My latest book is The One Who Swam With The Fishes.

"A mesmerizing account of the well-known story of Matsyagandha ... and her transformation from fisherman’s daughter to Satyavati, Santanu’s royal consort and the Mother/Progenitor of the Kuru clan." - Hindustan Times

"Themes of fate, morality and power overlay a subtle and essential feminism to make this lyrical book a must-read. If this is Madhavan’s first book in the Girls from the Mahabharata series, there is much to look forward to in the months to come." - Open Magazine

"A gleeful dollop of Blytonian magic ... Reddy Madhavan is also able to tackle some fairly sensitive subjects such as identity, the love of and karmic ties with parents, adoption, the first sexual encounter, loneliness, and my favourite, feminist rage." - Scroll

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27 February 2018

Newsletter: Where did you come from, where did you go

This morning, turning on my laptop, sitting in a hotel room with my half-packed backpack on the floor next to me, I was mesmerised by this video of how ubiquitous our travel Instagram really is. I saw the video only AFTER I posted this photo of a sunset from my hotel room yesterday.

No one likes to be a cliche. Sometimes as I walk behind people boarding a plane, and I see a lot of them stop to take a selfie with the plane behind them, I wonder, "When are you going to look at this photo again? Why is this moment something you want to remember?" But then I am jaded, especially recently with too many plane journeys, my back has had a crick in it for the last two MONTHS which I haven't been able to get rid of, and the blame for which I lay entirely at the doorstep of air travel.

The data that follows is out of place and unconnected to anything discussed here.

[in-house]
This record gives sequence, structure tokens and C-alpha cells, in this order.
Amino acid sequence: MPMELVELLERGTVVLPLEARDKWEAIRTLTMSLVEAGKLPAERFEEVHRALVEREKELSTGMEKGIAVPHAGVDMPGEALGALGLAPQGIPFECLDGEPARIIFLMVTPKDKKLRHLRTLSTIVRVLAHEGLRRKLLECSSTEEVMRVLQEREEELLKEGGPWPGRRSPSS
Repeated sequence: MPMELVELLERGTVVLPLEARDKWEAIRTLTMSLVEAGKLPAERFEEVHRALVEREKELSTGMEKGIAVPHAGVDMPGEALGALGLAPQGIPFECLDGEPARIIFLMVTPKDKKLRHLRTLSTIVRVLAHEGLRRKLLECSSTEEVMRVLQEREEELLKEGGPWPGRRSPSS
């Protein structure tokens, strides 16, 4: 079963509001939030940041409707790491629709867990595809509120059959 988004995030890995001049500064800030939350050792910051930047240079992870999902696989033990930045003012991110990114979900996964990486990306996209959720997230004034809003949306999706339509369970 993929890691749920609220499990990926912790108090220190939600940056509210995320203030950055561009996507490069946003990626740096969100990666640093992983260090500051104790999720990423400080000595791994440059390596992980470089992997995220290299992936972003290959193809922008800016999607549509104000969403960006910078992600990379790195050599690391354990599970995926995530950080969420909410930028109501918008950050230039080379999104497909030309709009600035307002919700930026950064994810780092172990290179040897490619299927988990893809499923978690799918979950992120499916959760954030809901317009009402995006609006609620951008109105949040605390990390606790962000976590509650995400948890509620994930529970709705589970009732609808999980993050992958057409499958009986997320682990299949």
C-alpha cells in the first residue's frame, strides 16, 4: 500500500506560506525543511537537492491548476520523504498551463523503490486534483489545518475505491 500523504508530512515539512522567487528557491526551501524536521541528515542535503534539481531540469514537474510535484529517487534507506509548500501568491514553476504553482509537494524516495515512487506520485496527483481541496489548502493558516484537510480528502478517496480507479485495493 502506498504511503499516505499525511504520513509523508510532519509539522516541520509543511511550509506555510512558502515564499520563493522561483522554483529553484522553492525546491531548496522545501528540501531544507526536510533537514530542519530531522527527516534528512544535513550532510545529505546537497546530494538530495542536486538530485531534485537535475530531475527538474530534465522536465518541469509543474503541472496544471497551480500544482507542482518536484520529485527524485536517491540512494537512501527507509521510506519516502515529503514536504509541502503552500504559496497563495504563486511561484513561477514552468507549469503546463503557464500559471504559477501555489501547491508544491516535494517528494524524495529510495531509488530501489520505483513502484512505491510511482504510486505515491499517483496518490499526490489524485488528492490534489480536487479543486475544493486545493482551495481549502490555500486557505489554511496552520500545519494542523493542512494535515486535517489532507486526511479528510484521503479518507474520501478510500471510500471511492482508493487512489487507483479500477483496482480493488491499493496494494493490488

I'm in Cochin! I realise I forgot to mention, and if you didn't really pay attention to my list of travel destinations in my newsletter last week, then you're probably really confused right now. After we got married in October last year, I promised my father he could have a party for us in Kerala with his whole fam. (We limited our guest list for our Delhi party as much as we could, so no craziness, and I got to hang with everyone, even if it was just for fifteen minutes.) This was also the first time K was meeting THIS side of the family, but I think he's really gotten into the Malayali thing--he certainly likes the food, and he wore a mundu for the wedding lunch and then everywhere else after.

Anyway, we had a super time. After the Day of the Parties (lunch and dinner) we took off with two of my cousins to a beach resort called Sea Lagoon on Cherai beach, which is the closest one to Cochin and surprisingly clean despite being basically a city beach. It was a strange beach though, not like I've ever seen before--very high tide, a thin sliver of sand and then just rocks, so if you wanted to walk, you either hugged the rocks or got your clothes wet. Odd! But no one was complaining. Sea Lagoon had an infinity pool overlooking the backwaters, and I had a full on first world problem about deciding between a massage and a swim and I KNOW, my life is VERY hard. (I decided on the swim in the end, followed by Bloody Marys. An excellent choice.)

The next day we went off on a backwaters cruise, making a stop along the way for prawn and rock fish ("modso" in Goa, "moda" over here), which the cook fried up and sent out for dinner and we made absolute pigs out of ourselves just stuffing our faces, until 8.30 rolled around and we were so sleepy because of all the eating and the movement of the water and the sun...

I do feel quite refreshed now. I was a bit blue earlier this month, I don't know why, maybe just general ennui or malaise, and now all my ennui has flown away and I am ready to be cheerful and more mainstream rom com than French art house film. Only a little though, I still enjoy hating people.